Under certain flow conditions, fluid flow through porous media starts to deviate from the linear relationship between flow rate and hydraulic gradient. At such flow conditions, Dar-cy's law for laminar flow can no longer be assumed and nonlinear relationships are required to predict flow in the Forchheimer regime. To date, most of the nonlinear flow behavior data is obtained from flow experiments on packed beds of uniformly graded granular materials (C u = d 60 /d 10 < 2) with various average grain sizes, ranging from sands to cobbles. However, natural deposits of sand and gravel in the subsurface could have a wide variety of grain size distributions. Therefore, in the present study we investigated the impact of variable grain size distributions on the extent of nonlinear flow behavior through 18 different packed beds of natural sand and gravel deposits, as well as composite filter sand and gravel mixtures within the investigated range of uniformity (2.0 < C u < 17.35) and porosity values (0.23 < n < 0.36). Increased flow resistance is observed for the sand and gravel with high C u values and low porosity values. The present study shows that for granular material with wider grain size distributions (C u > 2), the d 10 instead of the average grain size (d 50) as characteristic pore length should be used. Ergun constants A and B with values of 63.1 and 1.72, respectively, resulted in a reasonable prediction of the Forchheimer coefficients for the investigated granular materials.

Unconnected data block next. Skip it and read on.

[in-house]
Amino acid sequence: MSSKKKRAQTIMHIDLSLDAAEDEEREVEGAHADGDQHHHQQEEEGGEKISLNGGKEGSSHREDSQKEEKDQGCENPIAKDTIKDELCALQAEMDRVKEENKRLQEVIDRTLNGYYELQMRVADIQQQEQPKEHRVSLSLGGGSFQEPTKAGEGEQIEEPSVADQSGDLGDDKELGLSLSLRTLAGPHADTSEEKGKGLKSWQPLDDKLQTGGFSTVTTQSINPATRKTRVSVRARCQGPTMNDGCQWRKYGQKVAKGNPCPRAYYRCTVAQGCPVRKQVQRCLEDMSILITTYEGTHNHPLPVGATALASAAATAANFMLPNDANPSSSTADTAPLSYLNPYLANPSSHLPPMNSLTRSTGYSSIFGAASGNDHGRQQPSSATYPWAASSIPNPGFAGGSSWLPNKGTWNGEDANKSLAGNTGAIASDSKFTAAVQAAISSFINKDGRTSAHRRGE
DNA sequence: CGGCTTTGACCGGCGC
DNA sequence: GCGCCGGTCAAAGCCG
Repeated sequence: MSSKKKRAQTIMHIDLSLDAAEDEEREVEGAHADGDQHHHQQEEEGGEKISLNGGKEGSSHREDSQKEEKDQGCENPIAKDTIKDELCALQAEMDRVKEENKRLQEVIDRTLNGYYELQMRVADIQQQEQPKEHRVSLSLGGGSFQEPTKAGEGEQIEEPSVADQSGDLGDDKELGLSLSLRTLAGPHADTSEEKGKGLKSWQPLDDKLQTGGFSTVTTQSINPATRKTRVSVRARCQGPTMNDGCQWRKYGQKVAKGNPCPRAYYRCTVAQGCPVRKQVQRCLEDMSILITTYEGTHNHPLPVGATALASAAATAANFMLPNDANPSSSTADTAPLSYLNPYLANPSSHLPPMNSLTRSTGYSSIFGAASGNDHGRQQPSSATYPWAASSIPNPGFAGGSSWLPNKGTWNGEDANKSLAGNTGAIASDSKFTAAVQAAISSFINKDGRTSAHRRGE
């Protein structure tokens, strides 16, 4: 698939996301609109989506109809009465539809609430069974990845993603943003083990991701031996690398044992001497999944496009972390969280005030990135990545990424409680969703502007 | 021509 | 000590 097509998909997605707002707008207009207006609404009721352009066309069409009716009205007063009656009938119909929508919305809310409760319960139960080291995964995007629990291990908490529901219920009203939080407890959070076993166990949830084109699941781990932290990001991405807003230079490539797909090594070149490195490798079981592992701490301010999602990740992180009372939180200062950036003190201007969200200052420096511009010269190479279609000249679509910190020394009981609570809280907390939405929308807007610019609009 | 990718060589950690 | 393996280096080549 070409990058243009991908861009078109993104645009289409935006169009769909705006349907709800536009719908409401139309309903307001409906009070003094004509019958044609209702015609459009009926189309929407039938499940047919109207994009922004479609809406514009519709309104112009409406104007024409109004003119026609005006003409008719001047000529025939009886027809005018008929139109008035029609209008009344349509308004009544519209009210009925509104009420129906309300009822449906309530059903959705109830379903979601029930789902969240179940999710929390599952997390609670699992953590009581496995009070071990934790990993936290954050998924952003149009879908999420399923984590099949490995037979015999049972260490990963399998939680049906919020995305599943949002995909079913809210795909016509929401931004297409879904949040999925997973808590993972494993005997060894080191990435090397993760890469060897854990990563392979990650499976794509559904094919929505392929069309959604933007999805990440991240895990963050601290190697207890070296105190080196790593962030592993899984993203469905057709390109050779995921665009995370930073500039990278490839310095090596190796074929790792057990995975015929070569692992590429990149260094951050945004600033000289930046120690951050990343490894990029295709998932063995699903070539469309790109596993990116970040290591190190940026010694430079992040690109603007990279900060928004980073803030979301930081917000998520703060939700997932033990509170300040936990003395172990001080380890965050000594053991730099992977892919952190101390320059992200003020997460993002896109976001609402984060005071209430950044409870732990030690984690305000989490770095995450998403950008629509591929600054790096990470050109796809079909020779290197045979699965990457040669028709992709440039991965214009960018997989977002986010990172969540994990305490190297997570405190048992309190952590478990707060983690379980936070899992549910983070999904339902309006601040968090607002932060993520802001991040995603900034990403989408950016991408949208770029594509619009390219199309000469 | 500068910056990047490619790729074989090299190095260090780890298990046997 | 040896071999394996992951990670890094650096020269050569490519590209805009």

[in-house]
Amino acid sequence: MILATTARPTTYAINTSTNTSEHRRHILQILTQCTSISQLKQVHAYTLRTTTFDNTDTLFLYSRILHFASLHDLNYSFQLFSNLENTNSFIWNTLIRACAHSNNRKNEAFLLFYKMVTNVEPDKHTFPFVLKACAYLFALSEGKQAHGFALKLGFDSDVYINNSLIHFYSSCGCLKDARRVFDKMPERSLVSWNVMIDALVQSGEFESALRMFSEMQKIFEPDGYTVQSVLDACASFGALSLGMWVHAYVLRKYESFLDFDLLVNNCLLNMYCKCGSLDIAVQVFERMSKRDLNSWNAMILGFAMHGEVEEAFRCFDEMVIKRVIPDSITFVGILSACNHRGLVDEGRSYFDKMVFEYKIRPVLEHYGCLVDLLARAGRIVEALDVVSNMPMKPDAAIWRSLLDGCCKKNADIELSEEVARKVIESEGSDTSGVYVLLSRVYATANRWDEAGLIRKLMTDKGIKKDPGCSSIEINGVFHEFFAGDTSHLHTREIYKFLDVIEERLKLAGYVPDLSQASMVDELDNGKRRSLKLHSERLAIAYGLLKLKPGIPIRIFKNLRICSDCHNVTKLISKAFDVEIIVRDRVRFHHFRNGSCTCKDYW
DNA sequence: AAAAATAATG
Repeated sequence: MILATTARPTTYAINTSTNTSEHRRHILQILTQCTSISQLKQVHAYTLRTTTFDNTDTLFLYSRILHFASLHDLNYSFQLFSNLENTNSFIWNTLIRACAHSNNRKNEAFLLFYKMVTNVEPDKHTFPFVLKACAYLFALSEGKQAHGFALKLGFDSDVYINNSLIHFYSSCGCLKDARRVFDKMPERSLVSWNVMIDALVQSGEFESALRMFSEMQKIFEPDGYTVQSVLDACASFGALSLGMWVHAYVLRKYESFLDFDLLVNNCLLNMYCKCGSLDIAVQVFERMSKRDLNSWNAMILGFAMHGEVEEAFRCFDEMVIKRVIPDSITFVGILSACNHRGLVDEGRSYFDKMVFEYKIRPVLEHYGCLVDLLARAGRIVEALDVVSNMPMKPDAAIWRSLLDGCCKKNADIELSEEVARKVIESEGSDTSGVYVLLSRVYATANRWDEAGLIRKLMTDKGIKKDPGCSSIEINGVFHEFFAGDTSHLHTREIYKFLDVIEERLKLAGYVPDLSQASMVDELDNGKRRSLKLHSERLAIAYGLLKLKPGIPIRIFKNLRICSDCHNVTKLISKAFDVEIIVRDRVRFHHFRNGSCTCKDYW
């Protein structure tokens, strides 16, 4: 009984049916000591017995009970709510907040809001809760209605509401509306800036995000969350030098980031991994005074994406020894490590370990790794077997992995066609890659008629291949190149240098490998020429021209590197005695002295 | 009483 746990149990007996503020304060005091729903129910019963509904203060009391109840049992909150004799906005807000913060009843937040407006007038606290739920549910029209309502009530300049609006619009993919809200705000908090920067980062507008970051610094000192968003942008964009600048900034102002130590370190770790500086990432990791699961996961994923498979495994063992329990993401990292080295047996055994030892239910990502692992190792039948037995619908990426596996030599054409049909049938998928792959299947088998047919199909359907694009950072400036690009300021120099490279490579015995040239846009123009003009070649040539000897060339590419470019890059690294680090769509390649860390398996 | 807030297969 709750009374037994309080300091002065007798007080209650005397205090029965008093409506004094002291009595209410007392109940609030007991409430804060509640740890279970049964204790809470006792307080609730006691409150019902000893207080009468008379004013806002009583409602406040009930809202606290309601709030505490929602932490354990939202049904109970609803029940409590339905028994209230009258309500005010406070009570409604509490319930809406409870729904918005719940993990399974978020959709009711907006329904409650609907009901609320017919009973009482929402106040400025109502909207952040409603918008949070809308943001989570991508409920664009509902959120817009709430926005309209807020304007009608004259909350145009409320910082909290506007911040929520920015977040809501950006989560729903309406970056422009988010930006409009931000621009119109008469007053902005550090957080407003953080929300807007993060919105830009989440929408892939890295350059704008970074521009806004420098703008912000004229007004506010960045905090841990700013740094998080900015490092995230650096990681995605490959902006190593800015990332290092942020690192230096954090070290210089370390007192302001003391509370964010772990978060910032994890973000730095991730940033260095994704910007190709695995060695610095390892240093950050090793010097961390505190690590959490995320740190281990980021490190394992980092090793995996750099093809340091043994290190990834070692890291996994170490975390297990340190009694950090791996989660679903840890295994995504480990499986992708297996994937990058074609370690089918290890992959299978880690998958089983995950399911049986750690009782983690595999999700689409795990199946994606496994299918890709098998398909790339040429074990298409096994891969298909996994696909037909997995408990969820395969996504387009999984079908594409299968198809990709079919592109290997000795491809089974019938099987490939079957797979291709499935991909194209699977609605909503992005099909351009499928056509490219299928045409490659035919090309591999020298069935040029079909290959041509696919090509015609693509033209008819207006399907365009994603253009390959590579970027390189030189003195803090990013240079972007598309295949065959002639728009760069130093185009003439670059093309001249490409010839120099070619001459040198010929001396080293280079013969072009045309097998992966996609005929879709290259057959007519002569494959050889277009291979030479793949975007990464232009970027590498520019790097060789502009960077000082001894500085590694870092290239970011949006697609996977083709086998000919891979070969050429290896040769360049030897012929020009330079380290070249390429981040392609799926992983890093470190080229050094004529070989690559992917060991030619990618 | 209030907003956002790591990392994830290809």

Article
Full-text available